Retreating into Peace
Imagine this; getting away from everything in your normal routine and retreating into a relaxing cocoon – a cocoon where you don’t have to take care of meals, clean up, take care of others – where you can be still and quieten your mind.
Imagine a mind that becomes increasingly peaceful, not fretting about the past or present – or worrying about the future. You feel more settled; have more clarity.
Imagine being inspired.
This describes the benefits of a meditation retreat!
From experience I can say that it’s hard to fully appreciate the rejuvenating power of such a retreat until you’ve experienced it for yourself – but it’s worth presenting the possibilities.
Geshe-la reminded us in Eight Steps to Happiness that we are so used to being stimulated from the outside that we find it difficult to be quiet and enjoy the stillness of our own mind.
Yet when we take advantage of the chance to enjoy the stillness of our mind, our response to it – in body, mind and spirit – is palatable.
From time to time, we may promise ourselves that we are going to set five minutes aside in each day to meditate – or even to simply sit and read a thought provoking book like Eight Steps to Happiness. But often do those good intentions get lost in the endless stimulation around us.
The first step is made when one commits to attending, and then makes the necessary arrangements to be away for a weekend (or a day if it’s a day retreat). That’s the hardest part! Once that’s done, and you’ve traveled to the retreat location, it’s as if responsibilities and cares slip away for a while – especially if you don’t bring a phone or other device. Maybe that’s too radical – so you don’t have to go that far – but I suspect it won’t take long before you sink into the respite of the environment. The tension seeps out of your neck and shoulders. Details from “away” become quietened. Gradually you are immersed in the inspiration of teachings and the peace of meditations.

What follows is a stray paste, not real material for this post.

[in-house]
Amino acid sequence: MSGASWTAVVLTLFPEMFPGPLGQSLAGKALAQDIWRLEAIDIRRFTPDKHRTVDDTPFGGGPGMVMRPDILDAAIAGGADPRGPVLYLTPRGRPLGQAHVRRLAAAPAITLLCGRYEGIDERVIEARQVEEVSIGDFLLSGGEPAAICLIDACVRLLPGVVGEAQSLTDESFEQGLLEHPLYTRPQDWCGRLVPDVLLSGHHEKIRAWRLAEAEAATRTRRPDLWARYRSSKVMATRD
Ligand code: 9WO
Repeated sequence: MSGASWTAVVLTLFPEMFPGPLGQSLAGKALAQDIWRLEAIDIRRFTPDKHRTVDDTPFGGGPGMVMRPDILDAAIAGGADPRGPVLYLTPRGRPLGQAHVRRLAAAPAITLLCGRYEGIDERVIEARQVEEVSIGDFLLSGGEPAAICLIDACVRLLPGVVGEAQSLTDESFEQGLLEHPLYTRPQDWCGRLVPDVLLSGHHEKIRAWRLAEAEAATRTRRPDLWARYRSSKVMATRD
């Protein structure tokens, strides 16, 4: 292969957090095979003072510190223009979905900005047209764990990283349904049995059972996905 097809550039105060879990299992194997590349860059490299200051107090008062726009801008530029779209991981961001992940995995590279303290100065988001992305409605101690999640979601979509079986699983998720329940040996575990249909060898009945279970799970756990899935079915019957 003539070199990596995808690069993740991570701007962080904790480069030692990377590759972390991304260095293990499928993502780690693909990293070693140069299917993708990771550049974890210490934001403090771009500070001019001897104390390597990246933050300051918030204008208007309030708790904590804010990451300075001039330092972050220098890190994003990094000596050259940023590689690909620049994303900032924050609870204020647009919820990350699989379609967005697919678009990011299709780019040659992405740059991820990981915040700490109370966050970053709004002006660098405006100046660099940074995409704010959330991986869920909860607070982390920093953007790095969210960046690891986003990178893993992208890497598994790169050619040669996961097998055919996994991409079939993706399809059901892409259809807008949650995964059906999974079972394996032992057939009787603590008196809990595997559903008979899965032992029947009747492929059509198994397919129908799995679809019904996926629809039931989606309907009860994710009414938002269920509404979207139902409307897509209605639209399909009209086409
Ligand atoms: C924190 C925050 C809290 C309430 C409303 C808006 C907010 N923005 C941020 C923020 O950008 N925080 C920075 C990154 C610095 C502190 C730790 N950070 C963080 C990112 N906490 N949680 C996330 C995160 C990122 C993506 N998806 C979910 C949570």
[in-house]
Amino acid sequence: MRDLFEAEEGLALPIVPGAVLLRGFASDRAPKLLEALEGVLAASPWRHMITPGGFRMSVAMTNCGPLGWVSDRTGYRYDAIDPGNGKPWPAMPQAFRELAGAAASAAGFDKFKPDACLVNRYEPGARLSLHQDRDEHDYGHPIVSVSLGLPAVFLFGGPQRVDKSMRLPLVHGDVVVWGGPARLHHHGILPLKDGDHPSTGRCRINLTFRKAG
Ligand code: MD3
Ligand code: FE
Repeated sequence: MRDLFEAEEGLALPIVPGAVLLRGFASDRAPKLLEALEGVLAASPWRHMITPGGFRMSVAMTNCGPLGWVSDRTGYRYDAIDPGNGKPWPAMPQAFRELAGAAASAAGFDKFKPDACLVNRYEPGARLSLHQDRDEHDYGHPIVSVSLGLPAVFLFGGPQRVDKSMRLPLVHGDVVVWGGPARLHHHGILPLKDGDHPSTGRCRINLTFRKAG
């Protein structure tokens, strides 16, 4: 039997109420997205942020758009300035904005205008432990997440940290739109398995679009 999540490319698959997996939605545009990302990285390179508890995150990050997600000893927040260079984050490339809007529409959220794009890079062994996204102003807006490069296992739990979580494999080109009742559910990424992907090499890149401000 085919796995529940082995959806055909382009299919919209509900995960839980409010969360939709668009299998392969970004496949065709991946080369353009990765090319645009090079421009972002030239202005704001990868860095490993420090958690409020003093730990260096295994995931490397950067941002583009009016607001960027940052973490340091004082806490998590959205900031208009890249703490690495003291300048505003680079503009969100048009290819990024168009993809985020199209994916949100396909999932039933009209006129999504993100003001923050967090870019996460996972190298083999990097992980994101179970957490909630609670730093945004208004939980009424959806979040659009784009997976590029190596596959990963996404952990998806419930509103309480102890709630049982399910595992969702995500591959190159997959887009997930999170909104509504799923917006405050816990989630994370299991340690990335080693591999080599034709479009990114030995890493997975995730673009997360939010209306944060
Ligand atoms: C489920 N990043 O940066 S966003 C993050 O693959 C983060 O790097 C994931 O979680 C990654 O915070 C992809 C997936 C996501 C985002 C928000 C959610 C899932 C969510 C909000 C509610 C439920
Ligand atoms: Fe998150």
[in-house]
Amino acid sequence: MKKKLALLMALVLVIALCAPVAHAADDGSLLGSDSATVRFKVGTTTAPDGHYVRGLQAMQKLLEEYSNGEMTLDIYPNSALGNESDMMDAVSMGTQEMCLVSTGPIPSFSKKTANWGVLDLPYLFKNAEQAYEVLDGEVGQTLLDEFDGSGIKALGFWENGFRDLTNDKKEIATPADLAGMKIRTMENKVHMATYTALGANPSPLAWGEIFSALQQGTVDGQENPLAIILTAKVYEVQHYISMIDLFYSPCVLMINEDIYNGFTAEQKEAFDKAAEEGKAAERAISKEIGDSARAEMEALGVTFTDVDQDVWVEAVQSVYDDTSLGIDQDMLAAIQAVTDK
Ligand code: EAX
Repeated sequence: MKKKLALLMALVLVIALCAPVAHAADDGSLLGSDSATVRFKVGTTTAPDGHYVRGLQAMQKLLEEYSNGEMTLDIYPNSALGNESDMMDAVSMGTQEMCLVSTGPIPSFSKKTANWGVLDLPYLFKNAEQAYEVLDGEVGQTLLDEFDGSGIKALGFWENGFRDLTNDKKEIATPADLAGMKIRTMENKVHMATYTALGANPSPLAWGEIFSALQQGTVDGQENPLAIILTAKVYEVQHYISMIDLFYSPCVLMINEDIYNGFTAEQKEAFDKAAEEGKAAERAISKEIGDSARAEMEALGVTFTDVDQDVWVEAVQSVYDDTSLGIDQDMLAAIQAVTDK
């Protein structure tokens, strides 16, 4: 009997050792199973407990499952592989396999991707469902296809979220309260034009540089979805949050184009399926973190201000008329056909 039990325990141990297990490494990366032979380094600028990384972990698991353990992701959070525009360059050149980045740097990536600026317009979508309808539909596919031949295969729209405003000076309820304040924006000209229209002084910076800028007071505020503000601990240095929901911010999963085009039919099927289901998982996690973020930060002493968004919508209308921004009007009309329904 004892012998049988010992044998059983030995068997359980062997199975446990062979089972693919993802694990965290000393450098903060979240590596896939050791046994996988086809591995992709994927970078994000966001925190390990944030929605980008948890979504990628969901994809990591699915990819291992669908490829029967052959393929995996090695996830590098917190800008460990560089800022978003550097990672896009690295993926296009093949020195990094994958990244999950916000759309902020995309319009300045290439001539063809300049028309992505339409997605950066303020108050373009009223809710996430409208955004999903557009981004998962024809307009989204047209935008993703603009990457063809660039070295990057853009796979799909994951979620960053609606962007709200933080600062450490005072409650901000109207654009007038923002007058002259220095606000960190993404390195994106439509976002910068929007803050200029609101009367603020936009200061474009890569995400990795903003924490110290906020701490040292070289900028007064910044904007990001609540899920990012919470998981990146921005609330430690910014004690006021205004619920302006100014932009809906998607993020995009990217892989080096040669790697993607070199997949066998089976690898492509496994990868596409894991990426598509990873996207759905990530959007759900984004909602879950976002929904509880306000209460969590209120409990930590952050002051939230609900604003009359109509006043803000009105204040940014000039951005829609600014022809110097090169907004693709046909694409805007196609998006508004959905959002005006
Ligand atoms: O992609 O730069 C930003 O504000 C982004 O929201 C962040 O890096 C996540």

When it’s time to eat, the food has been loving prepared. When it’s time to rest, your room awaits you – clean and comfortable. When it’s time to have a break, often nature becomes your companion.
For a retreat that spans over a weekend, Friday night means settling in and adjusting to the new space, unpacking and looking over the schedule. But soon there’s a meal, interesting people to meet, and the beginnings of an immersion into a different world.
The first teaching and meditation are the last part of your day and the meditation Saturday morning continue the creation of this temporary, peaceful cocoon.
The day becomes and ebb and flow of meditations, inspiring teachings, lovely meals, interesting conversations, time spent in nature and rest. By the time your head hits the pillow Saturday evening, you are there – in the moment. Your mind is more peaceful.
Sunday morning and the half day that follows, allows this peace to continue. By the time you pack your things and place them in your car – you feel more grounded. The funny thing about retreats is that the teachings seem to leave each person with just what they needed – yet- what that is varies with the individual. It’s like each person is given the perfect gift to take home with them.
At home, the way forward seems a little clearer. You may be inspired to give priority to some spiritual practices because you have experienced first hand the profound and positive difference they make. In other words, like the little orphan boy in “Oliver Twist” you are saying to yourself, “Please, sir. I want more!” The nice thing is that unlike the cruel man who was in charge of Oliver’s orphanage, Buddha is very happy to give you more.
When a caterpillar goes into a cocoon, I wonder if it has any idea that such a beautiful transformation is about to begin. It must have some kind of faith as it takes itself into that short time of seclusion. Retreats are like that – and with a bit of faith that the time away will produce something special, we follow this inclination to go.
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This post was written by Debbi Jones